dlw

dlw

MS,
I think the prohibition against compromise for Christians has to do with our refusal to compromise on what was passed on to us as doctrines by the apostles.

I see "political compromise" as part of our participation in public decision-making, preferably apart(but not necessarily completely exclusive) from our self-interests.

I hope you can understand my sentences as they seem to be a bit more complicated than Chuck's. I'm not appealing to the concept of society nor a God-given, somewhat deterministic-oriented notions of God's purposes for the state that we Christians need to help put into place. I'm arguing that we Christians engage in making fallible means-ends calculations in how the state might better use the sinful means of the threat or use of violence to constrain human sinfulness. I believe that careful deliberation in this regard will help us, rather than hinder or detract from, our proper goal of overcoming evil with good without hypocripsy(Romans 12).

dlw

chuck

Welcome, dlw. I'm sorry I haven't gotten to your statement, yet. I've saved it for review, the last few weeks and through next is pretty heavily loaded:>)

dlw

Well, don't let reading it get in the way of writing a whole lot at your blog and responding at length to every person who comments therein. ;-)

dlw

Brad Anderson

dlw, thanks for your dialogue. I'm not a fan of the theory of subsidiarity, so I'm afraid you'd have considerably more convincing to do on that point.

The Enlightenment didn't just make a fetish out of the state; rather, along with the emergence of the Enlightenment, a new type of state was born. This was one that sought to dissolve competing claims to loyalty on the part of the people (more local claims like guilds, etc.) and reformulate things such that society consisted of atonomous individuals in direct relationship with the modern state. This was a very different thing than the Middle Ages. Check out Cavanaugh's "A Fire Strong Enough to Consume the House."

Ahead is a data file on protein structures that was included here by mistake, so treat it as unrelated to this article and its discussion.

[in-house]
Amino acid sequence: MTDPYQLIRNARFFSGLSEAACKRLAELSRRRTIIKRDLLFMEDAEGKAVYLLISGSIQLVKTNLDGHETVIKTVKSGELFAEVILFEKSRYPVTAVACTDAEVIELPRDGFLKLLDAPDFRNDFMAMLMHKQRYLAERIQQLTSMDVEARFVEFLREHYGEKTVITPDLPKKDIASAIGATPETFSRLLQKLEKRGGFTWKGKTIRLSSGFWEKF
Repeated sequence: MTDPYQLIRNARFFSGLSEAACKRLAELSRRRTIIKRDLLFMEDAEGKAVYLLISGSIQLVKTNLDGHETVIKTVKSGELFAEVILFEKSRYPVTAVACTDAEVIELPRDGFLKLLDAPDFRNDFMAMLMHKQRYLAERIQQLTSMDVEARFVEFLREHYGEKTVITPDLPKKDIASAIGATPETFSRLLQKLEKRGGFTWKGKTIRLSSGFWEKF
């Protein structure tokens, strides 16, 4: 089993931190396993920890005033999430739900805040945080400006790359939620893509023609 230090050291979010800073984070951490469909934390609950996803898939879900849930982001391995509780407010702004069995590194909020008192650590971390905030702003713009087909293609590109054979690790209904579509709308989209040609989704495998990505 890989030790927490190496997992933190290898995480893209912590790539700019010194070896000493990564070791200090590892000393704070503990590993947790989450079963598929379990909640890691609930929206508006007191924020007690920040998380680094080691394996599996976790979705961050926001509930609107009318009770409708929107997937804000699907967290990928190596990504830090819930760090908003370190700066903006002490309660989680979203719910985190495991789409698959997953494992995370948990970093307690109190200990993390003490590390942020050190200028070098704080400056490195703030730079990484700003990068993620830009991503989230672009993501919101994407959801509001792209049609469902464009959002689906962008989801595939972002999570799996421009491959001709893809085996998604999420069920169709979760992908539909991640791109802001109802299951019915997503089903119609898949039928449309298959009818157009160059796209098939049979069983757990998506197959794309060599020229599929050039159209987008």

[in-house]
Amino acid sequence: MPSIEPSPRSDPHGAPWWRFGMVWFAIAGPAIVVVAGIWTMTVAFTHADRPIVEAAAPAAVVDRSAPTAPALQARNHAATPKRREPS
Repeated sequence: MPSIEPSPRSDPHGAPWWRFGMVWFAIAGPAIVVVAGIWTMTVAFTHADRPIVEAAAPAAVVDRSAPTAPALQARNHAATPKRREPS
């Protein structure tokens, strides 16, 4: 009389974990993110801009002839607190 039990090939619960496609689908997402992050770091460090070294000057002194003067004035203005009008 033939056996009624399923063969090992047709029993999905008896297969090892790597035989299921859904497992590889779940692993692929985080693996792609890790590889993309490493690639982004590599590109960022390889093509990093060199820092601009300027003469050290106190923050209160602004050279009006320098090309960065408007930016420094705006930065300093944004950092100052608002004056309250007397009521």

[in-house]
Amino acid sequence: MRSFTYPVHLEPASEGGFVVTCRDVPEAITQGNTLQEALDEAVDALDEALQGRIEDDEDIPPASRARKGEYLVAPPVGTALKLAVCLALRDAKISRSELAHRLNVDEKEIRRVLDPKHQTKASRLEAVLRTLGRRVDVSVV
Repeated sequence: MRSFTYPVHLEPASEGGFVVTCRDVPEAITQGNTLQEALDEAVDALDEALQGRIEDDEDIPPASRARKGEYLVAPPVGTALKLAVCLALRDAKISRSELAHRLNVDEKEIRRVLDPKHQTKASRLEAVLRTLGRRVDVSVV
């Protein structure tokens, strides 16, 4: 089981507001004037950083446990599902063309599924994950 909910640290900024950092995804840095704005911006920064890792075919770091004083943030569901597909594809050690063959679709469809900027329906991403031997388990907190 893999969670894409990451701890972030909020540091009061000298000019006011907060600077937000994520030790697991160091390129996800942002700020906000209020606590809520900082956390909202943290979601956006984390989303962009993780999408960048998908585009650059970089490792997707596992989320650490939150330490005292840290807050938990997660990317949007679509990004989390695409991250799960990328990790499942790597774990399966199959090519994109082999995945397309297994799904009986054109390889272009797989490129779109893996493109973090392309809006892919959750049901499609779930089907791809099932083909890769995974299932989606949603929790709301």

I think the distinctive role of the church is clear in Scripture, especially within a canonical reading thereof (1 Pet 2, Exod 19). While we may disagree on the nature of that role, its uniqueness is unmistakable. In fact, this view extends well beyond Hauerwasians. I'm really not sure how one could come to a different conclusion. Can you elaborate on your objection?

I agree with you in part regarding your reading of the early church versus Caesar (though I don't know if I'd put it in the same terms); however, I disagree strongly with your notion that modern political theory continues such desacralization. Rather, it resacralizes it in a different form, one that in many aspects is antithetical to the Kingdom.

Brad Anderson

Chuck, the connection between liberal democracy and state soteriology is exactly Cavanaugh's point.

Brad Anderson

Chuck, my point about the people (not just "voters" in that particular capacity) being Caesar was just to probe, especially regarding who is ultimately responsible. Neverheless, I've become convinced that, in the words of a mentor of mine, "Americans are a ruled people."

dwl,
I forgot to mention in my previous response to you that, in fact, I did not say expanding participatory democracy was idolizing the state. I was exploring a secondary point with Chuck wherein I was suggesting that to the degree the "people" in a democracy are Caesar, idolizing the state becomes idolizing oneself, which is blasphemy.

Brad Anderson

dlw, sorry I transposed your initials! :-)

chuck

Brad, my point is that I don't believe the connection is necessary.
On your next point, I am not clear on your point. It is offered, seemingly, in distinction to something I said, but I'm not sure what:>)
By the way, any ideas about how to divide this up to continue the conversation? I could do open threads on three or four points....

chuck

dlw, odd as it might sound, these responses don't take nearly as long as a good, thoughtful read of something written by another:>)
But, I will get to it. I am doing some lectures at Asbury College next week. The topic is: "The Iraq War: A Pacifist Inquiry." It is very similar to what I did at the seminary, and I think I provided a link.

chuck

dlw, one more point. If you'd like to offer a guest piece, perhaps a few of us could develop this conversation to the next level by different ones of us taking on different points...

dlw

Chuck, what do you mean by a guest piece?

here? or where?

dlw